Computex hasn’t been short on big announcements in computer hardware. Intel, AMD, Nvidia, and Qualcomm all had new chips to show off, and there’s plenty of reason to be excited about the new performance potential in these chips.
However, as important as shrinking processor die sizes and increased core counts are, Intel and Qualcomm spent more time talking about connectivity than speeds and feeds. After all, when the majority of laptop usage is on the web, lack of hardware performance and poor connectivity don’t feel all that different for the average person.
Both Intel and AMD unveiled major die size shrinks and respective new generations of processors making their way into devices. For AMD’s desktop chips, it’s as early as July, while Intel isn’t far behind it with major laptop vendors including their Ice Lake chips in time for the 2019 holiday season.
But if you strayed not too far from the two behemoth keynotes, you probably noticed far less emphasis on raw power and much more buzz around the long strides in laptop and 2-in-1 wireless connectivity slated for late 2019 and just beyond. This week, Microsoft’s blog noted the Wi-Fi 6 capabilities built into machines as different as the new MSI GT76 Titan and the HP EliteBook x360 1030 G4. Intel also put out a press release this week to tout the Wi-Fi 6 integration that its 10th-generation Ice Lake processors ship with.
And, in a bid to upstage both Intel and AMD, Qualcomm put connectivity front-and-center in its joint endeavor with Lenovo. The undertaking, Project Limitless, teases the world’s first Snapdragon 8cx-powered and, crucially, 5G modem-equipped laptop. The project has quite a sales pitch to live up to, but for Lenovo and Qualcomm to kick off an industry-wide race toward light, fast, hyper-connected 2-in-1 devices, it doesn’t really have to.
A good amount of spotlight is clearly shining on network connectivity, which may leave a lot of people wondering, “what happened to performance?” But in the current technological landscape, squeezing out more raw horsepower is not able to push the technical limits as much as it used to (at least for the moment). The two main factors that go into this is photo-lithographic engineering’s higher-stakes game of chicken with the end of Moore’s Law, and the industry-wide backtracking that chip makers are hastily executing to address the major hardware vulnerabilities discovered just over a year ago.
For a while, the industry had cried wolf about reaching the breaking point in Moore’s Law. It’s the idea that the number of transistors that can fit in the same sized integrated circuit doubles about every two years, but it seems like it might really be the end this time. Intel may stave it off for a bit longer with the nifty 3D photo-lithography trick it developed for its Foveros design, but technology probably can’t stay on the complacent side of the development trend for much longer. In navigating the uncharted waters of this new, un-Moored era of computing, speed boosts are going to have to come from somewhere other than the CPU core count.
Actually, chip manufacturers might have plenty to work on before then, because the fallout from the Spectre and Meltdown speculative execution hardware vulnerabilities doesn’t show any sign of abating. In fact, a new variant, dubbed ZombieLoad, was discovered just this month. With new proof of concept exploits still cropping up, the architectural overhauls needed to mitigate speculative execution bugs and reacquire the performance we are accustomed to may take several years and product cycles.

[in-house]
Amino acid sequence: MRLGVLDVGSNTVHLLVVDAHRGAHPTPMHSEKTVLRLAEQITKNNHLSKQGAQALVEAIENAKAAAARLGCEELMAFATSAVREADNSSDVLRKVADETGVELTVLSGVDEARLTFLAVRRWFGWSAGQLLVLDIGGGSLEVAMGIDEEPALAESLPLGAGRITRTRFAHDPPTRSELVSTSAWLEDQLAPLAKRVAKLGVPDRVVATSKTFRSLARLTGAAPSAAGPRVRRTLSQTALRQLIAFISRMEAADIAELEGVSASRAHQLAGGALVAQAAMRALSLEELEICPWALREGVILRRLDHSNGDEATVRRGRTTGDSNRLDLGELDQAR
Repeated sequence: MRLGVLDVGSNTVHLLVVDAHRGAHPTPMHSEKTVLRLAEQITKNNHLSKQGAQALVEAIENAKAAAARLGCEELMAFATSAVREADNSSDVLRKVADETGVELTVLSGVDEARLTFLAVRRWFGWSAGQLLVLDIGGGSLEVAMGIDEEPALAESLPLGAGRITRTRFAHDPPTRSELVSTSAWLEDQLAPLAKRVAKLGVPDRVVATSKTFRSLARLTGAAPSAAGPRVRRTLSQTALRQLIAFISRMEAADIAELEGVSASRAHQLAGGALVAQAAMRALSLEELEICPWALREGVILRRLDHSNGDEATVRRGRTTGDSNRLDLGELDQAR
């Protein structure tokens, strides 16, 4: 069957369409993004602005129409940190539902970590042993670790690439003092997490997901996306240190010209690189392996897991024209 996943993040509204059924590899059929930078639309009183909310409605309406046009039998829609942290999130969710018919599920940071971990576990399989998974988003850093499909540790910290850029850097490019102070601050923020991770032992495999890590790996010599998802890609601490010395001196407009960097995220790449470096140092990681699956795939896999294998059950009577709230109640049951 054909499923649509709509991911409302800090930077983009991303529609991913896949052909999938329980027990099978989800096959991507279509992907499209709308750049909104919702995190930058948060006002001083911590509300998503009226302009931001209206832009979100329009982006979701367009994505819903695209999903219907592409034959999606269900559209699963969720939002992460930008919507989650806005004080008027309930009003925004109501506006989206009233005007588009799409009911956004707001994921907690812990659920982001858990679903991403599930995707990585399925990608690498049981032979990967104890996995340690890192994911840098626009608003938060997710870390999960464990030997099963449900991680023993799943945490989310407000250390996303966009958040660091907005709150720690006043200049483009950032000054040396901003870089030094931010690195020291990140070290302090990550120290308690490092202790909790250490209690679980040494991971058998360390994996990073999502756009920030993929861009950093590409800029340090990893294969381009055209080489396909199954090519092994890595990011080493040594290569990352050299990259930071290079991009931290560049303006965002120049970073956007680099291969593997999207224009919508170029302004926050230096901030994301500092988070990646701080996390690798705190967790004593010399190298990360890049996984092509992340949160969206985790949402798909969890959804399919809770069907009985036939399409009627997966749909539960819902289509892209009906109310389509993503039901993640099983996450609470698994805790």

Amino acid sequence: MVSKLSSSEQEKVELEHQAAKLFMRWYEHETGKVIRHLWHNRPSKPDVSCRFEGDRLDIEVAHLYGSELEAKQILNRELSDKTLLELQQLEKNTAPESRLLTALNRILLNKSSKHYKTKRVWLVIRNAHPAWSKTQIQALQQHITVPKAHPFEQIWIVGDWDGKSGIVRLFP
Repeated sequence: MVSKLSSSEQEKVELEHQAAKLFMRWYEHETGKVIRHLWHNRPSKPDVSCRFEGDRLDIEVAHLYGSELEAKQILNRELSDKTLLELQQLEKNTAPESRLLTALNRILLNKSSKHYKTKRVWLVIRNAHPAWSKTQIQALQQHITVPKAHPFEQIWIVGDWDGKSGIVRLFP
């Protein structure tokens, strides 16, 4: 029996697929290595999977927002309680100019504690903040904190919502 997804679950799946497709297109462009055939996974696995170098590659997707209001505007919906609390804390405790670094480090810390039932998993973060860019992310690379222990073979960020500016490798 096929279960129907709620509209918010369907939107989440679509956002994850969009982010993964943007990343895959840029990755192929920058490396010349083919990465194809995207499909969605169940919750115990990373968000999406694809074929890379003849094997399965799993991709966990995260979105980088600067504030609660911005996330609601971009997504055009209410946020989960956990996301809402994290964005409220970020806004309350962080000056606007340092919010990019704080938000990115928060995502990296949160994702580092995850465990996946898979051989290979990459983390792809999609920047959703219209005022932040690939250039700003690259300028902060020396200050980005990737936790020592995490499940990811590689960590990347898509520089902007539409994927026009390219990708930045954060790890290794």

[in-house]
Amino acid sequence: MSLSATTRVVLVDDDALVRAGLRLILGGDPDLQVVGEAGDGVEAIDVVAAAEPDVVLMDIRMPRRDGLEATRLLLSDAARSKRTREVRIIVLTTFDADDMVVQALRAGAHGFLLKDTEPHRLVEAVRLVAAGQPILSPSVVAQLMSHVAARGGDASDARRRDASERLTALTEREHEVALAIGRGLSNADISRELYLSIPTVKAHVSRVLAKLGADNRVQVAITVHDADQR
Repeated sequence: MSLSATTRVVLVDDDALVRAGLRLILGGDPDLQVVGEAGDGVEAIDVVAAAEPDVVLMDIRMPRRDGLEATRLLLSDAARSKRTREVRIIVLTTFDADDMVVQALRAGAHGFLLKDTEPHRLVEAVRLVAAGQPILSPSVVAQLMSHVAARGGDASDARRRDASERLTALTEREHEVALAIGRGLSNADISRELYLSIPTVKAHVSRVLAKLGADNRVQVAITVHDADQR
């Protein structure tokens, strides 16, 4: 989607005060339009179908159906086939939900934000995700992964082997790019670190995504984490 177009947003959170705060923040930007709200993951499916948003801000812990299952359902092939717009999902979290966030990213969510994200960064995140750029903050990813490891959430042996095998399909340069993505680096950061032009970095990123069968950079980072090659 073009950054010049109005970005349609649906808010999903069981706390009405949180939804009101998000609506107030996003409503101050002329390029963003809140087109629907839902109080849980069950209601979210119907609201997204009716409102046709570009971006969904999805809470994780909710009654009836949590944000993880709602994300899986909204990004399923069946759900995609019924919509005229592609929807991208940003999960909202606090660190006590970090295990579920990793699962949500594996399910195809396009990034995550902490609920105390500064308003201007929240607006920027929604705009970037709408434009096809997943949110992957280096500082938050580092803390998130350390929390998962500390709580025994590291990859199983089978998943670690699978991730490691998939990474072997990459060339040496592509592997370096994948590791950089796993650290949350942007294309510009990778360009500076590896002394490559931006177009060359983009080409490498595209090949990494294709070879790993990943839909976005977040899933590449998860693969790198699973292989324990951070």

Far from just giving manufacturers a trail to blaze, rather than ground to retread, connectivity holds the potential of delivering the next generation of speed. 5G is making big waves right now — and for good reasons, not the least of which is the quantum leap in transmission speed that it will bring. Rollout might be closer or farther off depending on where you are, but whenever it reaches you, it will bring the base speed you can expect of devices with a 5G modem up to 50Mbps, with maximum speeds exceeding 1Gbps.
Not to be outdone, Wi-Fi 6 also promises to turbocharge upload and download rates, and is poised to make it to consumers much sooner than 5G. Not only does the Wi-Fi 6 spec, with its MU-MIMO setup streamlining antenna broadcast and reception interchange, reach minimum speeds of around 100Mbps on crowded networks, with the 250Mbps to 1Gbps range easily within reach of average broadband customers, but there are already routers on the market that employ the standard. Until the wave of planned laptops this week, the problem with tapping into Wi-Fi 6 speeds has been that there haven’t been devices that can communicate with Wi-Fi 6 routers in that spec.
From online games to web applications, we spend the majority of our time on our PCs connected to the internet. The reduced latency that these technologies will afford consumers, once fully deployed and available to the masses, is no incremental increase, either.
Anyone who has ever looked at their machine’s CPU usage will tell you it is waiting around for instructions most of the time. For the most part, it has been lagging network connections that have bogged down our computing experiences, not processor speeds. A concerted effort to speed up those connections will feel an awful lot like a boost in performance.
When viewed against this backdrop, connectivity upgrades aren’t so much a detour from performance improvements as they are a direct route to it. With most people more likely to enjoy faster computing experiences on account of more efficient network standards and snappier networking hardware, maybe chip makers are right to focus on connectivity.
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